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I'm running torrent client on my headless Ubuntu server. Also number of computers are connected to this server, which is used as internet gateway/router. The question is whether it's possible to configure iptables to prioritize traffic from eth1(lan if) over local traffic generated by server? Something like QOS..

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Are you aware that 10.04 is off topic right? –  Braiam Jan 9 at 0:09
    
this applies to higher releases as well. –  Pablo Jan 9 at 10:22
    
take a look at tc qdisc... too lartc.org/manpages/tc.txt‎ –  Ismail Yushaw Jan 9 at 22:44

3 Answers 3

up vote 4 down vote accepted
+50

There are several alternatives to achieve what you are looking for. But first of all, yes it is possible. Though, many of the possibilities are rather complex.

One of the easiest options might be to run the torrent daemon under a own user\group. Then use iptables to mark all traffic from that user\group with a flag. Then later let the tc filter on that flag and put it in the low priority queue. Look at the bottom of this wiki for an idea.

For what you are asking do you only need two queues(fig 1.), one low priority and one high. Though it might be better to stick with something closer to this example. You can adopt the example to your needs, just drop the part with nat and make the default mark lower value than the mark you will use for the traffic generated by the daemon.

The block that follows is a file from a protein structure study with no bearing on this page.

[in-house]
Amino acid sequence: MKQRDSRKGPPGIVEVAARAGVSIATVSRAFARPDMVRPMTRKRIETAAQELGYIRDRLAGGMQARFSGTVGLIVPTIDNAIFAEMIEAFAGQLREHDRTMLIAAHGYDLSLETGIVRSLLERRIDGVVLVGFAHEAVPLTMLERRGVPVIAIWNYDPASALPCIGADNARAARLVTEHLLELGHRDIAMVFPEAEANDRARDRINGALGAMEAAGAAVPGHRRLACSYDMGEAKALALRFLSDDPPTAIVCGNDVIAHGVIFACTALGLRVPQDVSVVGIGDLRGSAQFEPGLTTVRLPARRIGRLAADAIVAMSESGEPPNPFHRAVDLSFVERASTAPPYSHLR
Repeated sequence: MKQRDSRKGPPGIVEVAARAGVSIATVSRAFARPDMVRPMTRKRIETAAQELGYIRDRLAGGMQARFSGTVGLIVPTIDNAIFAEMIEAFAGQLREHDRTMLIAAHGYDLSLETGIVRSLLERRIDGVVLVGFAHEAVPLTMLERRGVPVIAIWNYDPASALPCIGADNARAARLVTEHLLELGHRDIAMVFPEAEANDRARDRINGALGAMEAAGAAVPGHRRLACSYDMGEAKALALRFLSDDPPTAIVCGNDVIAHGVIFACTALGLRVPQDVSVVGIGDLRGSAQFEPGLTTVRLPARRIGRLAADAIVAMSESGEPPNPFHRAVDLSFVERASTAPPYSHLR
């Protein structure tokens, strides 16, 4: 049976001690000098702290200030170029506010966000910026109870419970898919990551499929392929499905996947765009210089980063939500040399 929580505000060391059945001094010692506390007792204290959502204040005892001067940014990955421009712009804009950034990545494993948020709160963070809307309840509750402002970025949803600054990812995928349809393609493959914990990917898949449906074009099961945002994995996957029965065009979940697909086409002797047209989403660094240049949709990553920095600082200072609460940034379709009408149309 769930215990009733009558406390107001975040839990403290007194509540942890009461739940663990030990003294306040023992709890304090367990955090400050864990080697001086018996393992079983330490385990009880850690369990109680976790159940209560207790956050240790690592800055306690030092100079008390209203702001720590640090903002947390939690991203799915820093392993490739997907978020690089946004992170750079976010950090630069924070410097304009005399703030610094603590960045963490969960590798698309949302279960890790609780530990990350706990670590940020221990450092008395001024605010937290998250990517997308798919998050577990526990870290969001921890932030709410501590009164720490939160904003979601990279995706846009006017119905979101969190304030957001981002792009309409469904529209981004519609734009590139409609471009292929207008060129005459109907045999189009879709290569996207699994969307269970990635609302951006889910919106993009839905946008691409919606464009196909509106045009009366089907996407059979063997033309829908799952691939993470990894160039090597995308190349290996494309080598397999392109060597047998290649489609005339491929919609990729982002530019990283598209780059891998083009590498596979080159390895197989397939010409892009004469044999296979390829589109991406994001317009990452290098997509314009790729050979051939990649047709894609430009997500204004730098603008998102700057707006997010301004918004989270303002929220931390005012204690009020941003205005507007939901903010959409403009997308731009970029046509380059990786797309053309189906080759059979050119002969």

So for my suggestion you can use something like iptables -A OUTPUT -t mangle -m owner --uid-owner ZZZZ -j MARK --set-mark 6 ZZZZ is the user identificator.

An alternative for setting a flag might be to use iptables -A OUTPUT -t mangle -m owner --uid-owner ZZZZ -j CLASSIFY --set-class X:Y where X and Y is the class identifier, and ZZZZ is the user identificator.

Fig 1:

+---------+
| root 1: |
+---------+
     |
+------------+
| class 1:1  |
+------------+
  |      |    
+----+ +----+ 
|1:10| |1:11| 
+----+ +----+

The best might be to have a leaf for every fw mark. But my best advice now is, read and try to understand the example referred above to adopt it to your needs. If you have any questions add them.

In the example referred above, is it important that you understand this part (fig 2.) when you want to write iptables rules for marking or classifying traffic. For a short explanation of it with a slightly different looking diagram have a look at this.

Fig 2:

First you have to understand how packet traverse the filters with iptables:

        +------------+                +---------+               +-------------+
Packet -| PREROUTING |--- routing-----| FORWARD |-------+-------| POSTROUTING |- Packets
input   +------------+    decision    +---------+       |       +-------------+    out
                             |                          |
                        +-------+                    +--------+   
                        | INPUT |---- Local process -| OUTPUT |
                        +-------+                    +--------+

This will point you in the right direction:

Rules, Guidelines and Approaches

Linux Advanced Routing & Traffic Control HOWTO: Rate limiting a single host or netmask